I was seen and attended to and they suspected I had also contracted Covid-19. Eventually I was discharged home in the very early hours of the morning. This was very likely a mistake as you’re about to read.

After only a few hours at home, I deteriorated further. All of my symptoms had worsened further. The headache was now one of the worst I had ever experienced, second only to the pain I experienced when I had a brain haemorrhage. The photophobia was so bad I couldn’t open my eyes and had my eyes covered with cloth. Again, I was struggling with remaining conscious. This time, my absolute badass superhero of a partner refused to call/wait for an ambulance and sped me to the hospital herself.

However, I certainly remember the thoughts that went through my head. I had visions of my partner, my mother, my nephews and nieces. I thought about all the things I hadn’t done yet and the things I thought I would never get to do. I genuinely thought that this was it for me and this was just how my story would end.

I had a swab test performed on me to check for Covid-19. My obs were also taken again and my O2 sats were found to be 86 (02 sats refers to the amount of oxygen in your blood – normal levels are 95 and above). I was admitted and put in a side room due to the nature of my illness. I was given constant oxygen, as well as codeine and morphine this time around and a number of tests were performed including an ABG (arterial blood gas). Chest x-rays were performed which showed a pneumonitis consistent with Covid-19. My swab test also came back positive for Covid-19.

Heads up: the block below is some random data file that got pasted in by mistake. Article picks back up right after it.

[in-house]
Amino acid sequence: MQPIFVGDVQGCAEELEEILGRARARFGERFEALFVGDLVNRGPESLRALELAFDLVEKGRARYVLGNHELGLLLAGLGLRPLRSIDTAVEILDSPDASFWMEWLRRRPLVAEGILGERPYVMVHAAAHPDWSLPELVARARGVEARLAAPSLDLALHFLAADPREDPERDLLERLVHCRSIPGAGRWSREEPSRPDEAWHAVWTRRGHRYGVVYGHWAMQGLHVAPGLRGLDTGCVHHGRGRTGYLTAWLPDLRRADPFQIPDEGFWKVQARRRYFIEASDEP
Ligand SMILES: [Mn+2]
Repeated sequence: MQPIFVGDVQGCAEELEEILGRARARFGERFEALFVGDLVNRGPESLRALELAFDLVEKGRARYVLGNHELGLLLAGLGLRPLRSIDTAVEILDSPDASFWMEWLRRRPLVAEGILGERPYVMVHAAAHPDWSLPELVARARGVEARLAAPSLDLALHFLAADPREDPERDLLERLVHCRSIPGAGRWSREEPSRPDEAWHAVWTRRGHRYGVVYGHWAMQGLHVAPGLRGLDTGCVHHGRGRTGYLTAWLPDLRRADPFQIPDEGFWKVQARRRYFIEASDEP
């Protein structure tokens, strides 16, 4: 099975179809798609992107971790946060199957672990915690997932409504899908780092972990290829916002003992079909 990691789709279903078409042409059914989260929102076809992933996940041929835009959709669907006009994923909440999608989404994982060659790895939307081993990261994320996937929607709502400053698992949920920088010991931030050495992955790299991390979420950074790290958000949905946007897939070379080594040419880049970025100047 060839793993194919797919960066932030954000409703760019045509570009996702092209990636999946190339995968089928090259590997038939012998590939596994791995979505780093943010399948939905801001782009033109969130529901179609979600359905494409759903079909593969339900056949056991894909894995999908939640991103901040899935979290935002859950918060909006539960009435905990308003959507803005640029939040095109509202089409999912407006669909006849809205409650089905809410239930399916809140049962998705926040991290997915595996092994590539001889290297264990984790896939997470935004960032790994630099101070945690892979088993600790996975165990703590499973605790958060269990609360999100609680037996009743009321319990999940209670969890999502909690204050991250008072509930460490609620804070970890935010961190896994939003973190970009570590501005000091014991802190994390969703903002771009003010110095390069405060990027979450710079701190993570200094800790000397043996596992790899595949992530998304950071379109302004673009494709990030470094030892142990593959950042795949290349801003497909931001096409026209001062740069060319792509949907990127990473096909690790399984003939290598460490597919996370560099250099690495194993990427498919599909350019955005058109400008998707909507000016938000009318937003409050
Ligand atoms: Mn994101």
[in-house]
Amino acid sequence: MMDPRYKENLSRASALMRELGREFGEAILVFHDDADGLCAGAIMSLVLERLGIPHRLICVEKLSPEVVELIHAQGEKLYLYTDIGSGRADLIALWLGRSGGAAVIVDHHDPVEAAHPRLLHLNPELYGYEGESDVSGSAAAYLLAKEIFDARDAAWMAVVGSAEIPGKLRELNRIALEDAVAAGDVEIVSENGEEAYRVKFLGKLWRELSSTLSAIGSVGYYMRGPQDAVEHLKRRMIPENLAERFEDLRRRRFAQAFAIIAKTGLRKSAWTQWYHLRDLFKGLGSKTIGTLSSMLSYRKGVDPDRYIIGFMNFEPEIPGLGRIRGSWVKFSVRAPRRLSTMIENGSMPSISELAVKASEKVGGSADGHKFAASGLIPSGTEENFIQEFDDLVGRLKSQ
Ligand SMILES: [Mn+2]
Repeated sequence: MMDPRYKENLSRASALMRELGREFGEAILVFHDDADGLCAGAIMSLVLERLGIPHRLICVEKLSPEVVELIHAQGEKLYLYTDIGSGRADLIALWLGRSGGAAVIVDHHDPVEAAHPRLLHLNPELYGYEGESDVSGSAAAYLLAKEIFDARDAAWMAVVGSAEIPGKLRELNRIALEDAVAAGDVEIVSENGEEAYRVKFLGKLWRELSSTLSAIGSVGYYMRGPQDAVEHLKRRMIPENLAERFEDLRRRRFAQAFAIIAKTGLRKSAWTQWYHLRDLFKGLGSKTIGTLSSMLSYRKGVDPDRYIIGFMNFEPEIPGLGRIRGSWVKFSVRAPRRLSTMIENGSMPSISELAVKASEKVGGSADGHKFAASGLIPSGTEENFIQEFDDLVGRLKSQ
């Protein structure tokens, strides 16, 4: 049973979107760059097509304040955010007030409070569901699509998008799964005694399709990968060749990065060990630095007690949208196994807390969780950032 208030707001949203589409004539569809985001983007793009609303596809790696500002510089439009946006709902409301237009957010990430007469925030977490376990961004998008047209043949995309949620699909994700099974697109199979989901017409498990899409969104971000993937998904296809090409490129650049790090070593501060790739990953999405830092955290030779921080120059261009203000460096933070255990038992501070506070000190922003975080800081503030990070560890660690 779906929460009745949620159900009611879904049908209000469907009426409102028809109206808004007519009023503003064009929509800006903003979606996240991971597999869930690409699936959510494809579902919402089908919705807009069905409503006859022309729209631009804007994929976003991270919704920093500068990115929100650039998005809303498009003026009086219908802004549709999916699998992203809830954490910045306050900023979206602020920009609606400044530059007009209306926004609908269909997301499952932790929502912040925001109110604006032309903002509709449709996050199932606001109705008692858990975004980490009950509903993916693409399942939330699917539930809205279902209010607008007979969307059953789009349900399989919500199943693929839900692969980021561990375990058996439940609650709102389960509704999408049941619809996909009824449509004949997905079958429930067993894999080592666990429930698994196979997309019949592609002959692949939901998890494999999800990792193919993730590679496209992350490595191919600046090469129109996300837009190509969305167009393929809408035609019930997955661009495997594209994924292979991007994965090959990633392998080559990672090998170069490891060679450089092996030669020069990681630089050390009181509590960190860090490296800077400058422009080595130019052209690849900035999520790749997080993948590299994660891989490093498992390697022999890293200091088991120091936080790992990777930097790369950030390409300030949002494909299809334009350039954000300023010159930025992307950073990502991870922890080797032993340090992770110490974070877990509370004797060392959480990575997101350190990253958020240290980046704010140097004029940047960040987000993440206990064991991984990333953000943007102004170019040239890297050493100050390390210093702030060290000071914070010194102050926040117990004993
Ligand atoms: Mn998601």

After some time in the hospital receiving wonderful care from the staff, I began to improve. Eventually I was out of the woods and was allowed to return home. I remember being wheeled out of the room and through the ward on a wheelchair. I remember the kind faces of the staff as I left and I expressed my ever-enduring gratitude to them for saving my life. I could tell that the staff were battered and bruised from all of the lives lost due to this pandemic so to have a case where someone survived after being admitted to hospital clearly meant a lot to them. I received nods, smiles and waves from hospital staff as I was wheeled out. Eventually, there at the entrance to the hospital, on an incredibly sunny day, was my partner, looking happier than I’d ever seen her.

I was still feeling the effects of the infection but I was over the worst. I wasn’t able to talk much and I could barely walk from the living room to the bathroom on my own but I was alive and that was what mattered. I made it home in time for her birthday which we just spent at home gratefully. It was another 2-3 weeks before I was strong enough to take even a short walk in our garden.

So where are things now?

I can do a lot more walking now. And a lot more talking. I’ve also been able to do some light exercise. I am gradually able to taste more and more however my sense of smell still hasn’t returned. I still feel the chest pain and I wake up with body pain every day. My endurance is also not what it once was.

I remain hopeful that all of this is temporary however some research seems to suggest that some of these side-effects may be more on the permanent side.

Despite all of this, I am grateful to still be here and to be embarking on my next adventure at medical school which begins in a little under four weeks. We’re also moving house soon (we’ve paid for movers, lord knows I’m in no condition to do any heavy lifting), so all in all, things are looking up and I’m feeling positive.